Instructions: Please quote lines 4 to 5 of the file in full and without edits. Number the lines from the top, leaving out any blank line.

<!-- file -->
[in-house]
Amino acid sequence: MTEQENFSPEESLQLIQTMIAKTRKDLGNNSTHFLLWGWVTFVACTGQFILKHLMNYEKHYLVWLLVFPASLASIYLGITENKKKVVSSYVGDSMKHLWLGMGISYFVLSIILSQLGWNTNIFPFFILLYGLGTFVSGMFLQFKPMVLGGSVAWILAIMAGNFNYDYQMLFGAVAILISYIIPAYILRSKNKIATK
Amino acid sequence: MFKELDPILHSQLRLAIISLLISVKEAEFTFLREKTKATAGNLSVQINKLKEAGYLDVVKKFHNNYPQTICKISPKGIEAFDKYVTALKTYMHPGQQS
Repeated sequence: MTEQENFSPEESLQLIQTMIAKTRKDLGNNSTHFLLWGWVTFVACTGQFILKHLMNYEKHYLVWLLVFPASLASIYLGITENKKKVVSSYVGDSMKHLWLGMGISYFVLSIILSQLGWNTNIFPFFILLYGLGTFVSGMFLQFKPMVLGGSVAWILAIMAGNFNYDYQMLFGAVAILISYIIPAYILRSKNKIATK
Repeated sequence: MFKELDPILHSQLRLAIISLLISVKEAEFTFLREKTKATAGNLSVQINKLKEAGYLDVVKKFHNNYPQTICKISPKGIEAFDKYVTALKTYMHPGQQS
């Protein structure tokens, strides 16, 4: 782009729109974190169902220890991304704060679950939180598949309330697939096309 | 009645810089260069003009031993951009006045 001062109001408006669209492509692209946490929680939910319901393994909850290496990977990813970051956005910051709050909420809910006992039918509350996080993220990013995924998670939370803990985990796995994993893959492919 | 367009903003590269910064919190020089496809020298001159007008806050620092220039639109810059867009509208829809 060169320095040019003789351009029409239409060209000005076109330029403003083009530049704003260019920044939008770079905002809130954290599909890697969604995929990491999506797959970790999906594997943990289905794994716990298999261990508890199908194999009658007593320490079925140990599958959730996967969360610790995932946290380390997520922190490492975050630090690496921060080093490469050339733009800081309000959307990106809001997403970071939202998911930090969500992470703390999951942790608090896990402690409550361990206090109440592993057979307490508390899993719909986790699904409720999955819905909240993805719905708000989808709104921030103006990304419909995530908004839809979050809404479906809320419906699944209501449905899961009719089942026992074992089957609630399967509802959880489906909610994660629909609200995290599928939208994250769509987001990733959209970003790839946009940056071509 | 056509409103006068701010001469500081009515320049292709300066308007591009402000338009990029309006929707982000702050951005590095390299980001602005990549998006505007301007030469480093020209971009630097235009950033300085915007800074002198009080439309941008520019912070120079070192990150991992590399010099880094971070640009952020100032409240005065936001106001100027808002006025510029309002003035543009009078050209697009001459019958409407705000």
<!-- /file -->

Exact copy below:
Repeated sequence: MTEQENFSPEESLQLIQTMIAKTRKDLGNNSTHFLLWGWVTFVACTGQFILKHLMNYEKHYLVWLLVFPASLASIYLGITENKKKVVSSYVGDSMKHLWLGMGISYFVLSIILSQLGWNTNIFPFFILLYGLGTFVSGMFLQFKPMVLGGSVAWILAIMAGNFNYDYQMLFGAVAILISYIIPAYILRSKNKIATK
Repeated sequence: MFKELDPILHSQLRLAIISLLISVKEAEFTFLREKTKATAGNLSVQINKLKEAGYLDVVKKFHNNYPQTICKISPKGIEAFDKYVTALKTYMHPGQQS